Tips & Tricks

How to measure power consumption of a mini PC

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WARNING: Electricity can be dangerous if you don’t treat it with respect. If you follow the circuit, it will work but because we can’t control how you use it, this info comes with no warranty whatsoever – you use it at your own risk.
Quite often, the simplest way to measure power consumption of a mini PC is to simply throw an AC power meter onto the power brick feeding your device and take a look at the reading.… Read more

How to improve Wi-Fi speed

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For most of us, creating a Wi-Fi home network is pretty much a case of buying a wireless ADSL router, plugging it into the phone line and plonking it down in the corner. We then grab our wireless device, switch on the Wi-Fi adapter, get a signal, log in and away we go. However, the transmission of radio waves (for that’s what a Wi-Fi access point is really doing) is a bit of a black art and just because you’re “getting a signal” doesn’t necessarily mean you’re getting a high-quality one.… Read more

Cydia Impactor uses vulernability to root Android devices including Google Glass

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Gaining root access to any Android device can be a complex route of  firmware flashing that is often ‘horses for courses’, relying on different techniques for different Android devices.
Cydia Impactor is different. Using what’s known as the Android ‘Master Key’ vulnerability, Cydia Impactor is a ‘work in progress’ Windows or MacOS X app that allows you to gain root access to most Android device, including Google Glass, by simply connecting it up to your computer and running this app.… Read more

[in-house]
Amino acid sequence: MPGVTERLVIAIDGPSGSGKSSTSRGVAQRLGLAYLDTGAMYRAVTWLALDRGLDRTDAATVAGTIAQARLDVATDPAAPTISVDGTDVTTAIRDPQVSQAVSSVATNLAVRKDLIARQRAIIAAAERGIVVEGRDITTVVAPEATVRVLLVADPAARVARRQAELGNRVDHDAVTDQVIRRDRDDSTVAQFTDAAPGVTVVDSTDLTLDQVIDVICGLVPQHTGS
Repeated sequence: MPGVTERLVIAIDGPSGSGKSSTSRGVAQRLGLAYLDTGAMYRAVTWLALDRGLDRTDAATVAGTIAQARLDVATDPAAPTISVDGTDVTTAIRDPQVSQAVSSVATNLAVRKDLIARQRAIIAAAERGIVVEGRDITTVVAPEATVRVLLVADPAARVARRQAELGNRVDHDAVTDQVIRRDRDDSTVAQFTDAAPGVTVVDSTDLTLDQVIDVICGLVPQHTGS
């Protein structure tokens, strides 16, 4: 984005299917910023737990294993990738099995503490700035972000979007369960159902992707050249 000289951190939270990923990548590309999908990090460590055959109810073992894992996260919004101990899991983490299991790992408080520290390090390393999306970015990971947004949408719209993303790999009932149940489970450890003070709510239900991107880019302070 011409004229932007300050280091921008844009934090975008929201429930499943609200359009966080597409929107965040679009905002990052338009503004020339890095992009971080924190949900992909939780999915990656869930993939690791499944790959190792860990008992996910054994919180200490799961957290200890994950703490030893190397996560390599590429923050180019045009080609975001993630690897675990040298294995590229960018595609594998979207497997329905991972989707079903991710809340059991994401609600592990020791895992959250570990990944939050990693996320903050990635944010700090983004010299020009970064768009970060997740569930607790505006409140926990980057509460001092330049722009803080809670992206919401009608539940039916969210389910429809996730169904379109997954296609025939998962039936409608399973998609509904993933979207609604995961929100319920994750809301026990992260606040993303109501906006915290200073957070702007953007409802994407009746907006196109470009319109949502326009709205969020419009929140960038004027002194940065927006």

Q&A: Any Android 4.3 mini PCs yet?

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Q: Are there any Android 4.3 mini PCs yet?
A: Short answer, no. At this stage, it will likely take the mini PC developers a few weeks to work out the new additions to the latest release of Google’s Jelly Bean operating system and what needs to be done to make it work.
In addition, the CPU makers like Rockchip and Allwinner will also need to qualify their chips to ensure they work correctly with the new operating system.… Read more

Q&A: CX-919 1080p custom ROM freezing?

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Q: Is there a reason why the 1080p custom ROM in my CX-919 keeps freezing?
A: Unfortunately, this is a question where the correct answer could fall through a gap wide enough for the Sydney Harbour Bridge. The reality is there are any number of reasons why the ROM could freeze – it could be a problem with the ROM kernel, the app you’re trying to run.… Read more

How to power a Raspberry Pi from your car battery

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The Raspberry Pi mini PC requires 5VDC power at around 500-700mA, so you can’t just plug it into your car’s 13.8V power system and expect it to survive. But there are a couple of simple options to getting a Pi powered up and running from your car’s electrical system.
The first is a USB car power adapter that plugs straight into your car’s cigarette lighter.… Read more

Q&A: RK3188 vs Raspberry Pi?

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Q: How does the RK3188 chip compare with a Raspberry Pi?
A: Well, to be frank, the Raspberry Pi doesn’t come close to the CPU power of the Rockchip RK3188 – but that doesn’t take into account what the Raspberry Pi is rather than does.
Looking at ‘speeds and feeds’, the Raspberry Pi features a 700MHz Broadcom BCM2835 ARM11 single-core SoC CPU with 512MB of RAM (version 2) whereas the Rockchip RK3188 is a quad-core Cortex A9 processor with a quad-core ARM Mali-400 MP4 graphics engine.… Read more

Q&A: Can you power a Raspberry Pi from two AAA batteries?

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Q: I want to build a portable Raspberry Pi project but want to keep it small. Can I power a Raspberry Pi from just two AAA batteries?
A: Yes, but not for very long. The Raspberry Pi needs a 5VDC input at around 500-700mA. With just two AAA batteries, assuming you’re using NiMH rechargeables, you’ve only got 2.4VDC nominal, so at the very least, you’ll need a DC-DC step-up voltage converter (pic).… Read more